I felt the most terrifying aspect was how the movie exposed the vulnerability of families with have children. Seeing a demon in the dead of night can be a hallucination or merely a trick of the mind. But observing your own child�s night terrors reduce them to a delirious contortion crawling out of a box backwards (ok ok it was clearly reminiscent of Regan�s infamous �spider shuffle� but I liked it!) is undeniably horrific.

That said, there was still a liberal infusion of jumps and scares to keep the heart rate of the viewer sprinting throughout. I hope the DVD release will translate the audio as effectively as the cinema did as there were some delightful sound separation in the rear speakers to accentuate those unnerving and anonymous clanks as darkened lofts are explored! Staying with the audio for a minute, Christopher Young�s bass ridden and hypnotic musical score was relentlessly haunting and added to the movies mysterious tone.

Hawke holds the movie together brilliantly. Given his obvious, sometimes pitiable, cravings for success (especially when feebly masking it with "I am doing it for the family"), he could so easily have been perceived as a despicable individual. But his enthusiasm was infectious. It was not like he was taking part in a diamond heist!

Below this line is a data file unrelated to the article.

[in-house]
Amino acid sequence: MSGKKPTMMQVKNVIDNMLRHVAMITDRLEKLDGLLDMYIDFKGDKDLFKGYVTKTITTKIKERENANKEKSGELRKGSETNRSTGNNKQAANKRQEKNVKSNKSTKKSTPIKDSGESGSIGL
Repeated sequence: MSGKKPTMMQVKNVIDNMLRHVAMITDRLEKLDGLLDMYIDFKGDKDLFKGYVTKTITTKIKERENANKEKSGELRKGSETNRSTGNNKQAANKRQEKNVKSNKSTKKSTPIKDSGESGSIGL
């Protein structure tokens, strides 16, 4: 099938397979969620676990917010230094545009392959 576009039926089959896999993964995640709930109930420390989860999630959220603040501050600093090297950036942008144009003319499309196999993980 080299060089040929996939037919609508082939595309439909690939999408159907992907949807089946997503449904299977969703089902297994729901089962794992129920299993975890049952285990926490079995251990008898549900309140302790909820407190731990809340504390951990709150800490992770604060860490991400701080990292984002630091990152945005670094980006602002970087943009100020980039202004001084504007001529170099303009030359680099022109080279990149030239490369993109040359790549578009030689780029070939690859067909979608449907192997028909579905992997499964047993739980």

He was simply pursuing his career, albeit to the extreme. The more embroiled he got in his findings the more susceptible he became the malevolence of the story.

So bottom line is, does the movie live up to the hype? Is it really the modern day classic the media are building it up to be? Personally, I am loathed to honour any movie with the "C" word as I feel it is bandied about far too easily, but SINISTER certainly had the potential with so many fascinating elements to it. Hawke�s intense portrayal of Ellison�s desperate plight was engrossing throughout. It had an intriguing storyline that had an element of originality to it.

But the sudden jolts as Ellison explored the attic, for me, were a little predictable and lacking of lingering eeriness that could have crafted some apprehension for the viewer. Far more effective and, dare I say it sinister, shocks were as the reels of film were explored.

Ultimately I just felt some of it was telegraphed a little too blatantly. This definitely included the climatic twist that, although satisfying, was for me anyway, not mind blowing.

That said, it is still a highly entertaining piece of cinema that essentially has an appropriate title. Possibly due to me being a little over analytical due to writing this review, or indeed the fact I also have a young family, parts of the movie did actually revisit me later that evening. That coupled with the fact I most definitely want to take another look at the film I think is a positive recommendation for the movie in itself.

Due to its current popularity, it wouldn�t surprise me of a sequel or three were to follow in due course. Naturally, neither would it surprise me if these were a diluted version of a very fine horror movie.

Either way, after watching the original, one thing is for certain - lawn mowing at night will never be the same again....!

Review by Marc Lissenburg

Released by Momentum Pictures Home Ent
Rated 18